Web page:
As you can see, the same principle still applies – an edit made to one of these affects each and every other instance!
We cover components in great detail on our Access into SketchUp courses, which tend to run at the end of every month. Click on the link to find out more!
3. Parametric Modelling
Wouldn’t it be great if there was a way where, as if by magic, you could pre-program a set of rules into an intelligent program, which could generate a whole host of different modelling elements, with minimal input from the user?
Well, I’m very glad that you asked…
Rather than manually modelling, duplicating and generating profiles and components, take a look at parametric modelling plugins such as Skatter and Profile Builder.
When it comes to creating realistic vegetation, Skatter is the sharpest tool of the lot.
As the name suggests, this intuitive plugin allows you to scatter vegetation components around your model, allowing you to randomise the distribution in ways hitherto impossible using SketchUp’s native toolset.
As the name suggests, this intuitive plugin allows you to scatter vegetation components around your model, allowing you to randomise the distribution in ways hitherto impossible using SketchUp’s native toolset.
We have been using this plugin for years, and it truly is the cornerstone of our landscaping workflow, which enables us to apply and produce complex and detailed landscaped imagery.
Building complex, parametric models is achieved through Profile Builder 3‘s intuitive interface, which gives you the power to construct detailed and future-proof assemblies with labour-saving in-mind.
Download preset assemblies or create your own – we really do vouch for the efficiency of this powerful SketchUp extension!
We are often asked for bespoke training in these plugins – take a look into our Top-Up courses if you would like to know more.
4. Test Rendering
If you have done some rendering in the past, you will be well aware that this is not instantaneous… unfortunately.
That said, there are certain techniques that you can use to speed up this rendering process, depending on the quality of the output that you require.
When ultra-high quality is not necessary for the early stages of a project, using a Denoiser in conjunction with a low-quality draft enables you to understand the design without waiting a long time for the render to finish.
After running a few tests of our own – adding a Denoiser to lower quality drafts buys you time to spend elsewhere.
Another pro-tip is to use region renders whenever possible – as the name suggests, this allows you to test-render only a small portion of the overall image.
The same principle applies when interactive rendering when using the ‘follow-mouse’ technique. After pressing the icon highlighted below, the render engine will focus its attention on the position of your cursor – another very useful technique if you need a quick solution.
We cover rendering techniques in great detail on our Access into V-Raycourses, held in the middle of every month – check out the link to find out more!
5. Distributed Rendering
This time for V-Ray not Sketchup, one of our 5 time saving techniques Many hands make light work.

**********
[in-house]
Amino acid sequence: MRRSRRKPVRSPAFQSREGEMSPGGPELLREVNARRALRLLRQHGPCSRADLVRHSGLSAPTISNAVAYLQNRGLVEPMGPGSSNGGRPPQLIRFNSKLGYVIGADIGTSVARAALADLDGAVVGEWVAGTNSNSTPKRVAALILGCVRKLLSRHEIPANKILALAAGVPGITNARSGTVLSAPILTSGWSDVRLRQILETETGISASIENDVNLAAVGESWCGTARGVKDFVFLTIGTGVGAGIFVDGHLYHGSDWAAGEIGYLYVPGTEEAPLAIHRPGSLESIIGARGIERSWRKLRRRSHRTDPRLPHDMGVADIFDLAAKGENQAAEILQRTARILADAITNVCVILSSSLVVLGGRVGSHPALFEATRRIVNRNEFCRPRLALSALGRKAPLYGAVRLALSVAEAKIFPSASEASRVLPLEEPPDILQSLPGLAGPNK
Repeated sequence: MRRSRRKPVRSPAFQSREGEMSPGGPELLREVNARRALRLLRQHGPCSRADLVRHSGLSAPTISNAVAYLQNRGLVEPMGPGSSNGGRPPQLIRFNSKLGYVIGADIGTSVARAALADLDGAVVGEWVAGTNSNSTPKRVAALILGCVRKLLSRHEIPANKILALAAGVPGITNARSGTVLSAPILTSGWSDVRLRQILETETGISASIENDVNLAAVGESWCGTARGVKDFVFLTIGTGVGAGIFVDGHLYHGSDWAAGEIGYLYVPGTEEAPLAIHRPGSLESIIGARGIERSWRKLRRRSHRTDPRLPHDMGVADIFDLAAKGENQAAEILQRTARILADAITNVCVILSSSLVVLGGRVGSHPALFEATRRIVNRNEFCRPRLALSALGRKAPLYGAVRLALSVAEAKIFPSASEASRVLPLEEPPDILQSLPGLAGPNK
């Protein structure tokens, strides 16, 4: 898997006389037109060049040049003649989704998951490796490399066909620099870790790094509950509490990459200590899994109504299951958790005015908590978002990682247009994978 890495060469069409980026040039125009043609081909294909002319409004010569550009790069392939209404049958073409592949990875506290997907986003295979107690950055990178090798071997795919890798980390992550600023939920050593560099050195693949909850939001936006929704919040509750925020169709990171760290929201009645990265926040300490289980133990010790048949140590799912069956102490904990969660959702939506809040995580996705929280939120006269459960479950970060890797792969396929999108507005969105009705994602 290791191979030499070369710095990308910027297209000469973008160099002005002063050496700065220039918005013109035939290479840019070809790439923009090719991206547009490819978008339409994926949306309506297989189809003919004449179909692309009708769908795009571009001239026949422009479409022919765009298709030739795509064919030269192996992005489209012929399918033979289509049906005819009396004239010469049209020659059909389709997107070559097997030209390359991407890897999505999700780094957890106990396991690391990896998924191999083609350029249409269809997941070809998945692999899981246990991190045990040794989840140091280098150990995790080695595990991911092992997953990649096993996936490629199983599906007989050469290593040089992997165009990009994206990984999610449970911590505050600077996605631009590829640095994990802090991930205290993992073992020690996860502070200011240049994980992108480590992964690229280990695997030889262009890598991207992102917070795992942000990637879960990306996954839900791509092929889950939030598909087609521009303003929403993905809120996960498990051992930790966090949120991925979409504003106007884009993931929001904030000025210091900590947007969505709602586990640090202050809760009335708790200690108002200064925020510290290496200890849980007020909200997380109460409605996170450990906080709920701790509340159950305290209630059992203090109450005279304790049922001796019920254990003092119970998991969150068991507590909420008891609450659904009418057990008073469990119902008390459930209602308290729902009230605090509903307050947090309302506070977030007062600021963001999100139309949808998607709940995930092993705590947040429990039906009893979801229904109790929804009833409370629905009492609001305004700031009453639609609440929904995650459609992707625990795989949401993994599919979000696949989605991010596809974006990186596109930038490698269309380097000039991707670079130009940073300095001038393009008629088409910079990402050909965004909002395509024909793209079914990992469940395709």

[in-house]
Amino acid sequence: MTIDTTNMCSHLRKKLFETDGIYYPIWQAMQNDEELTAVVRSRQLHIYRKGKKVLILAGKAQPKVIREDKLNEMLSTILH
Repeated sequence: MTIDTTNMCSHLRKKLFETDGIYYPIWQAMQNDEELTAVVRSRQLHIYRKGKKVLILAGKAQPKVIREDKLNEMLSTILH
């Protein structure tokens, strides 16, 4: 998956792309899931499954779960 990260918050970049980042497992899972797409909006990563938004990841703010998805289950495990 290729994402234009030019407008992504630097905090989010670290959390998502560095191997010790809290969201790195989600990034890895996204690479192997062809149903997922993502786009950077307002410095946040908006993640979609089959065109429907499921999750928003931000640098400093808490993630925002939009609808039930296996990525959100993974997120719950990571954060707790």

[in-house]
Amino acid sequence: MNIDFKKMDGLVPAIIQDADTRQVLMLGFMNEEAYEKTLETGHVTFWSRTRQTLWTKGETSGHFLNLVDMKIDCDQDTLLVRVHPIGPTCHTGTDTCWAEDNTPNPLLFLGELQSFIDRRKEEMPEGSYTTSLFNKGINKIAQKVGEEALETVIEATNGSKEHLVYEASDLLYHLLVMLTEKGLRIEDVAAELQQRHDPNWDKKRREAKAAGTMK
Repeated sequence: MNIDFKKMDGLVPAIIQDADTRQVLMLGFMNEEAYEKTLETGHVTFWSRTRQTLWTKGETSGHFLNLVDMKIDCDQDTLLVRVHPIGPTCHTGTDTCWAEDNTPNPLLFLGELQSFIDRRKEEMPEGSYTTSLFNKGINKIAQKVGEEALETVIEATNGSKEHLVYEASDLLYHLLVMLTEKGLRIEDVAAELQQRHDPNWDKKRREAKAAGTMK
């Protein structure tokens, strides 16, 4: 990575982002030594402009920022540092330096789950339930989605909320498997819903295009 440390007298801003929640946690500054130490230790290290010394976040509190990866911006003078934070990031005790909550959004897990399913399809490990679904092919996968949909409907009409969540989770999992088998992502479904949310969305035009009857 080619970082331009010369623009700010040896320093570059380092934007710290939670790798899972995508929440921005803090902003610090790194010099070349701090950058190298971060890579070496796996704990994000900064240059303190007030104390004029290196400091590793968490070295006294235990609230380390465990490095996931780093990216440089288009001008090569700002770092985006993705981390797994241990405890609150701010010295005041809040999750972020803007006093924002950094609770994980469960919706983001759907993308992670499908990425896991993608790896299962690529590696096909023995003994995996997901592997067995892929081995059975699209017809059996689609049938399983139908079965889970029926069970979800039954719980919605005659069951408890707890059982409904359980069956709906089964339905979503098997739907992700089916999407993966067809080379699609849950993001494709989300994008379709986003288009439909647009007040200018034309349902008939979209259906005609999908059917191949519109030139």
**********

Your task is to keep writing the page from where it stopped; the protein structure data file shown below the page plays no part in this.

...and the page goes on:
Imagine being able to harness all of the computing power of your office or home, enabling you to ‘borrow’ computing power from all the machines within your local area network…
Introducing the V-Ray Swarm.
Intelligent render engines like V-Ray allow the user to break-up and ‘distribute’ the rendering workload across many machines.
Depending on the number of cores within your CPU (the brain of your computer), you will have varying amounts of buckets (which are the small squares that can be seen above).
When you add another machine to your V-Ray Swarm, you will notice that the number of buckets increases – which means that your render will finish much faster!
Let’s have a look at a real-world application for this…
Whenever anyone purchases a new V-Ray license, you automatically receive a free V-Ray Render Node accompaniment.
Imagine that we have two machines in the office, one that we will work on, and the other that will act as our render node.
We then install V-Ray on both the primary machine, and also the render node.
Once we are ready to render, we then turn on the V-Ray Swarm at the bottom of our Asset Editor, and then go to add a new node. You reserve the right to name your nodes anything you like – if you are cool like us, you can also name all of our machines after characters within the Marvel cinematic universe!
Dome lights: how do I use them to create a night time CGI?
You may not know it yet, but a dome light is the answer to creating ever-more realistic lighting setups within your CGIs…
Let’s break it down…
In a day-time scene, we have direct sunlight to illuminate our scenes. Direct light also scatters through the atmosphere and illuminates our environment.
V-Ray considers both direct and indirect illumination as two separate light sources.
To create a night-time scene, we require a technique to remove direct sunlight, whilst being able to create a night-time environment.
To do this, we use something called a Dome Light
A Dome light is a type of V-Ray light that surrounds our entire model, forcing light inwards. Images can be loaded into these light sources, which enables the user to simulate real-world environments by using panoramic HDR images.
I like to think of a Dome Light as a giant snow globe – with our model in the centre. We can choose what the sky looks like by swapping in different panoramic images.
Now that we know what dome lights are; what does this mean for you?
Select the highlighted tool to add a Dome light into your scene. Putting this into practice is straightforward. Pick out the Dome light tool from your V-Ray toolbar…
Load in your HDRI…
Hit render! Don’t forget to rotate your dome light to adjust the position of the sun
Over the years we have come across many different sources for dome lights…
We would like to recommend just two…